The EB-5 immigrant visa is unique in that it allows an individual to self-sponsor themselves for a green card. The investor's spouse and children under the age of 21 are also eligible to derive the immigration benefit based on the principal's investor's EB-5 investment. Not only does the ability to self-sponsor make EB-5 an attractive option but it is an employment-based immigrant visa category with no backlog (i.e. waitlist for green cards). Employment based immigration to the U.S. is subject to per country limits and is divided into "preference categories."
- The EB-1 category which includes aliens of extraordinary ability, outstanding researchers and professors as well as multinational managers and executives is allocated 28.6% of the worldwide employment based numbers, as well as any numbers not used in the EB-4 and EB-5 categories. The EB-1 category is rarely backlogged.
- The EB-2 category includes members of professions holding an advanced degree (Master's or higher), as well as persons of exceptional ability in the sciences, arts, or business (applying through the labor certification process known as PERM or through a National Interest Waiver). The EB-2 category is also allocated 28.6% of the worldwide employment based numbers, plus any numbers not used in the EB-1 category.
- The EB-3 category includes professionals with Bachelors' degrees, and skilled workers with a minimum of two years of training. EB-3 is allocated 28.6% of the worldwide level, plus any numbers not used in EB-2 and EB-3.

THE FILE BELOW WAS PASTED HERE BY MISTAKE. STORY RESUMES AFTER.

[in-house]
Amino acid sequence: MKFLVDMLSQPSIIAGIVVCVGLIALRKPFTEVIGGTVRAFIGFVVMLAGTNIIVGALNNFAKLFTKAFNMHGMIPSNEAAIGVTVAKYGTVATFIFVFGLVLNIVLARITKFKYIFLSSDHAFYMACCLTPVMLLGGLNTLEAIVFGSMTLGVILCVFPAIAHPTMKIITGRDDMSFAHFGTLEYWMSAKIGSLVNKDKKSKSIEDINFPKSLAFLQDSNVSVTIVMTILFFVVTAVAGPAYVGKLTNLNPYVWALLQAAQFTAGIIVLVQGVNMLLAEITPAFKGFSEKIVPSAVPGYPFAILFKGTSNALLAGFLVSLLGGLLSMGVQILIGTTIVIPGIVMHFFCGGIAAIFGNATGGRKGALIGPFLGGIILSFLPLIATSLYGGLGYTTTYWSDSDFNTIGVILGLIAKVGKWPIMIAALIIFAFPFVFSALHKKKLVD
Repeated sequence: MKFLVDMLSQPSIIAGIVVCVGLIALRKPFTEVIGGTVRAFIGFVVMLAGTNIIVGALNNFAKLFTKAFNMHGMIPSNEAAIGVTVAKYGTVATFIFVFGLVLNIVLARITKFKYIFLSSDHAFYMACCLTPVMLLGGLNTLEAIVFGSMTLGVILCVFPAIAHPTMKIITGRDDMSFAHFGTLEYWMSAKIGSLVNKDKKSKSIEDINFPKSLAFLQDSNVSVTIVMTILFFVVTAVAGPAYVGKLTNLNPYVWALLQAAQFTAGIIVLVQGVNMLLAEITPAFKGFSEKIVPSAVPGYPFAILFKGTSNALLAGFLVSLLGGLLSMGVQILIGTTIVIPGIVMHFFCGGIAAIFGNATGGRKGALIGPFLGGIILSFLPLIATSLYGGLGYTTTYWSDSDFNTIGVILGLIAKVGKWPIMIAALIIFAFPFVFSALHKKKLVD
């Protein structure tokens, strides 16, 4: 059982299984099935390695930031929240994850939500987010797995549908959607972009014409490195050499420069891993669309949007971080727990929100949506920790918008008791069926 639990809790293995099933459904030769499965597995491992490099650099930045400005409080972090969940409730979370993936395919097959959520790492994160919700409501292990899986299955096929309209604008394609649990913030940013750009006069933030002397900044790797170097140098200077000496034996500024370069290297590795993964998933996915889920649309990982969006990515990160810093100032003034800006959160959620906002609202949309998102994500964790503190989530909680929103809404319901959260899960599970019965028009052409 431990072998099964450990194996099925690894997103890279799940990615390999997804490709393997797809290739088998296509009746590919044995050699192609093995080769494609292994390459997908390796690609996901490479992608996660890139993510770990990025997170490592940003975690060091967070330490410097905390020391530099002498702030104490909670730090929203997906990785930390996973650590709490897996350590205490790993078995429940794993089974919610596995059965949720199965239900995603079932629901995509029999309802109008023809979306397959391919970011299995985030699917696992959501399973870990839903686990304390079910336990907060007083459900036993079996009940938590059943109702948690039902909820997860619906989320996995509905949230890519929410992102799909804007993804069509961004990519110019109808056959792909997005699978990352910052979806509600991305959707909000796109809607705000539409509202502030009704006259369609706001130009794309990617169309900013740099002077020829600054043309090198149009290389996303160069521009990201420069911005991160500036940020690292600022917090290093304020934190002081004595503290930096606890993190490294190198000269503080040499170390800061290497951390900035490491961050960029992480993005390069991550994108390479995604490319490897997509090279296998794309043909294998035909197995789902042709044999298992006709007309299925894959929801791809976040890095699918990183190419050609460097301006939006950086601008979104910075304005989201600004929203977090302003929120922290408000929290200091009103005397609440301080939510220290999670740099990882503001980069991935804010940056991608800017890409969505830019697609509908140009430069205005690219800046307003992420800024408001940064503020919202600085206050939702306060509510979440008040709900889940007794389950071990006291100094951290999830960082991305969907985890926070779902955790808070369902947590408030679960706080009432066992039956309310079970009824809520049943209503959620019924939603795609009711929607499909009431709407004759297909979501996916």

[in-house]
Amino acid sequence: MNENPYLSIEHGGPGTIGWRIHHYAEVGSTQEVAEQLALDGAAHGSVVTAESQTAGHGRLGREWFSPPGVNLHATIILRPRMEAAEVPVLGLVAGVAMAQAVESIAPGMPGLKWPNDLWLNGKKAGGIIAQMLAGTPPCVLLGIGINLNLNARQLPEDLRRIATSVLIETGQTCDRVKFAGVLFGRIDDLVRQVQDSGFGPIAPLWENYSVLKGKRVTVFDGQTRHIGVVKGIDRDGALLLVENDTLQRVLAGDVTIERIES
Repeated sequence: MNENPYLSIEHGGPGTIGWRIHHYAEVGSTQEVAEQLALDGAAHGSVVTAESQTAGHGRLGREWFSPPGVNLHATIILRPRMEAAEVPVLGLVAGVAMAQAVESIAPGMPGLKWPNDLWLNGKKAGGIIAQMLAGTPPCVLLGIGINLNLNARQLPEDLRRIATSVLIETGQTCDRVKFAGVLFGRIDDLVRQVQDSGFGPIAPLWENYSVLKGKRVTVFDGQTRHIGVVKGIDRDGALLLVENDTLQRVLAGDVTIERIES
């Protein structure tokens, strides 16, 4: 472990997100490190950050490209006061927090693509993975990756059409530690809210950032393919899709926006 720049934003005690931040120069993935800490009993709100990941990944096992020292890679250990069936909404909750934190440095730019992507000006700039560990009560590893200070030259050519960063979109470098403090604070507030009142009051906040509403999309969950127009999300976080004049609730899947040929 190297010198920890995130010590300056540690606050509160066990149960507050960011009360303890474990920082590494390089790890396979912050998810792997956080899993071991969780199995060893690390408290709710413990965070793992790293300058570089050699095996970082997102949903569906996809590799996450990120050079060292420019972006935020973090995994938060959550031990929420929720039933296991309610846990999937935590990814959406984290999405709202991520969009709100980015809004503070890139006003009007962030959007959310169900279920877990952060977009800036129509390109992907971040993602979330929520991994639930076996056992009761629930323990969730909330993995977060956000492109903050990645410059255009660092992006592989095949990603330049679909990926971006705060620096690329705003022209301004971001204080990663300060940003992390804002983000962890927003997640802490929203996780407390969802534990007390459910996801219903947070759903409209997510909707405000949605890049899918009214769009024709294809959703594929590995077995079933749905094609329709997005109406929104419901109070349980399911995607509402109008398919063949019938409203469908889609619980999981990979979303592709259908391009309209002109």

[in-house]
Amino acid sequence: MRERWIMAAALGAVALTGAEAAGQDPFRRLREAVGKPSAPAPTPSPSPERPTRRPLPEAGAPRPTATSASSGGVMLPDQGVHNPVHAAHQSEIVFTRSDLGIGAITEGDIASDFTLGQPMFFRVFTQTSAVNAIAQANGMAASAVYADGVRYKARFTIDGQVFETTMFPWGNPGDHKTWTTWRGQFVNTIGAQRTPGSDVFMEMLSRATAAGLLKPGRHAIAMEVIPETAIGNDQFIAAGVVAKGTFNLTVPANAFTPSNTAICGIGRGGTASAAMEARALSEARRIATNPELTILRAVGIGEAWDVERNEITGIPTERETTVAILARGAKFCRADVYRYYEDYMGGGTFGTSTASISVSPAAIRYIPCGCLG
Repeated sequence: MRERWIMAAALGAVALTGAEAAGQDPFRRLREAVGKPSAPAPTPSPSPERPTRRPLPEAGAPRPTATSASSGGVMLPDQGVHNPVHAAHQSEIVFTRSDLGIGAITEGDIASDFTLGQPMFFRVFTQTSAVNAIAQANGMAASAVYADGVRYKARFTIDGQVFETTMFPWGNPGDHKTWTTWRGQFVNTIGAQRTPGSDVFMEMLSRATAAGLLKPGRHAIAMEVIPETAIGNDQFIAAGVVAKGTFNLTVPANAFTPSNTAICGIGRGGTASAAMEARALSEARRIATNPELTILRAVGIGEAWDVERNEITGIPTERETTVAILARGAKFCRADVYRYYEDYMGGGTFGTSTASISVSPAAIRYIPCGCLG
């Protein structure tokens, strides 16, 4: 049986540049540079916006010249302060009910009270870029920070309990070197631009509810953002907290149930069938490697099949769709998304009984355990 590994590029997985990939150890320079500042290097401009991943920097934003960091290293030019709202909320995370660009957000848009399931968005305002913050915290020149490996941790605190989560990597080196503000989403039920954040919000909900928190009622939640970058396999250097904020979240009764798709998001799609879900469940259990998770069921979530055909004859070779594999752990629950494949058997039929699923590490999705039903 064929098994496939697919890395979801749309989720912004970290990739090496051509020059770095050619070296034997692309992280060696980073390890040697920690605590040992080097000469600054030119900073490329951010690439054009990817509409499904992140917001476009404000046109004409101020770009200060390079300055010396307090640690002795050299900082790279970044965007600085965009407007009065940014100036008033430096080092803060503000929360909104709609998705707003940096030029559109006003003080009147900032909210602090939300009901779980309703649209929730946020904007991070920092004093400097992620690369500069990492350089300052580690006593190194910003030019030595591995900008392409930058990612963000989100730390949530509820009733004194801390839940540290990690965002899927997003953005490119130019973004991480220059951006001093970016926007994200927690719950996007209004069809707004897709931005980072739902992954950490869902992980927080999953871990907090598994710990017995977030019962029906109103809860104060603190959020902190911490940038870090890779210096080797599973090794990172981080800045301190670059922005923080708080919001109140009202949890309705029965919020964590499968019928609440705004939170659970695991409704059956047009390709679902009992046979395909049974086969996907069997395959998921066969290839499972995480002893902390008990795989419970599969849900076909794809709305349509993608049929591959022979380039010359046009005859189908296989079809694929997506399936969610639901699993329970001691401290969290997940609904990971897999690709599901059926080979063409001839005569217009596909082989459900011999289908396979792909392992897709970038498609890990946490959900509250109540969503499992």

- The EB-4 category is for special immigrants, principally religious workers and is allocated 7.1% of the worldwide level.
- The EB-5 category is for immigrant investors and is allocated 7.1% of the worldwide level for a total of 10,000 visas. 3,000 of the EB-5 based visas are expressly reserved for investors who make their investments into targeted employment areas (TEAs)- areas that are rural of have experienced high unemployment and are economically distressed. Likewise, 3,000 visas are set aside for investors in regional centers. Although, USCIS has on numerous occasions indicated that regional centers can use immigrant visas that remain in the EB-5 category. To date, the EB-5 category has never been backlogged because demand has not exceeded availability.
The Department of State Visa office is charged with the distribution of immigrant visas. To ensure that this is done fairly, the Visa Office allocates green cards according to the preference category and the date the petition was filed, known as a "priority date." Because of visa backlogs, an individual's priority date is of critical importance. Since 2005, there has been a multi-year backlog for all foreign nationals applying under the employment based third preference (EB-3), and for Chinese and Indian nationals applying under the employment based second preference (EB-2). For this reason, many investors, particularly from China, are turning to the EB-5 as a way to avoid these lengthy quotas and obtain a green card through the EB-5 program.